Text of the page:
GMO Poisons Found in Indiana Waterways

A story in Indiana Business Journal reports that proteins from genetically altered crops are showing up in Indiana waterways. According to the Journal, the University of Notre Dame and Loyola University looked at 217 streams, drains and ditches near Indiana cornfields and found genetically modified (GM) bug-killing protein in 50 of them.

The protein is in genetically modified corn and other crops that are engineered to produce their own pesticide when insects bite them. But when farmers mow the fields, the residue remains from the crushed plants – and it’s finding its way to the waterways.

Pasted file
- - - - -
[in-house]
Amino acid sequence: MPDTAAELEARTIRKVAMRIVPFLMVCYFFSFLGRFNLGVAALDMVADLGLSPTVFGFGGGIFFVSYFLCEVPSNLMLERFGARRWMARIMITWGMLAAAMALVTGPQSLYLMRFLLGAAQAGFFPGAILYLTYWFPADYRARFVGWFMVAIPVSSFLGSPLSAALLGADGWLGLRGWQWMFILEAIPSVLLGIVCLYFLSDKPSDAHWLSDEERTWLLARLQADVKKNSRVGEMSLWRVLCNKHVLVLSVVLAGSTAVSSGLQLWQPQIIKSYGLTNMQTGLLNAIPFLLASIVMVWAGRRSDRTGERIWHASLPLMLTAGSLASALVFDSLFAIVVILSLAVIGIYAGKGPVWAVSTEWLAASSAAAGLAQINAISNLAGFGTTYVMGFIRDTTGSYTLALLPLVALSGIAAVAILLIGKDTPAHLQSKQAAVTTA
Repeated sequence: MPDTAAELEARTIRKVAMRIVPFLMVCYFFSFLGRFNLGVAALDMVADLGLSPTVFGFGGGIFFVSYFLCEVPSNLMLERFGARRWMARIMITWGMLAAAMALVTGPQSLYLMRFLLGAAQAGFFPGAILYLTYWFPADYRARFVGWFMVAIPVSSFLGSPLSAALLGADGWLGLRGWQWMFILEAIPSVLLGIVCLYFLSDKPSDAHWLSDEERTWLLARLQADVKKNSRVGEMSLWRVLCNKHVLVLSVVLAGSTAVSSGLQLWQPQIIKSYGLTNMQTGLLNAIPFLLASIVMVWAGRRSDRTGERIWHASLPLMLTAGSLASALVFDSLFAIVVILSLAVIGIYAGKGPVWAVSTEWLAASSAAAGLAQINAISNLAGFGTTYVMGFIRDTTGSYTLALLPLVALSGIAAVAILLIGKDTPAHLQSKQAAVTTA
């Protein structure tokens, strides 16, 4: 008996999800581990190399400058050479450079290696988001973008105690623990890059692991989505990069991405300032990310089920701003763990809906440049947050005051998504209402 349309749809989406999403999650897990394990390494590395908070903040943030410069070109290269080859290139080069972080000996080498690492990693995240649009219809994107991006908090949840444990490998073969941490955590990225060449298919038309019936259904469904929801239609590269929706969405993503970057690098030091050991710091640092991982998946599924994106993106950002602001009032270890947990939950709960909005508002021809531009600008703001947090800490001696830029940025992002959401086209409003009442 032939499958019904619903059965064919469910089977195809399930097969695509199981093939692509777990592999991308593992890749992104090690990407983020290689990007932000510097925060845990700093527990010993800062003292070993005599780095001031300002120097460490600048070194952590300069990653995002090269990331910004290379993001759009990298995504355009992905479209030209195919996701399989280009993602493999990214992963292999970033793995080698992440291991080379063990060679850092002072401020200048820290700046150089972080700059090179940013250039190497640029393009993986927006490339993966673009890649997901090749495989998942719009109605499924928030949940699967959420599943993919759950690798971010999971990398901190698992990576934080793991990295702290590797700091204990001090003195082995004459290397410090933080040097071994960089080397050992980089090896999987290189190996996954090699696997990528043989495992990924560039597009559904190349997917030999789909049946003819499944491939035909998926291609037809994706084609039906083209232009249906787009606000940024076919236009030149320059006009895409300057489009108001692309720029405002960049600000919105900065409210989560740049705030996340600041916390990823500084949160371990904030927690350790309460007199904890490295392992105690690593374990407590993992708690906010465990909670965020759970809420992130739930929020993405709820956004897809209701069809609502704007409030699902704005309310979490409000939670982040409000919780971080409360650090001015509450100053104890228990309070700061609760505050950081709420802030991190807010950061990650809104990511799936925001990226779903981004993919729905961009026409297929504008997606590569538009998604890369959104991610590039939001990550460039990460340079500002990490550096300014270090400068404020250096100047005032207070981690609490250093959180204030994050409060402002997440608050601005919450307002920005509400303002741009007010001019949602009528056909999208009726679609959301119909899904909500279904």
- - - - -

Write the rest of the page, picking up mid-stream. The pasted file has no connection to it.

“The protein is carried to surface water by runoff and by the leaves and stalks that sometimes wash into streams,” the Journal said. “And the protein lingers. The study was conducted six months after harvest.” The paper, published in the Proceedings of the National Academy of Sciences, says it is not known whether the trace levels of the protein are a threat to invertebrates in the water.

But either way – it's still poison, and it’s a poison that was in 85 percent of the U.S. corn crop last year.

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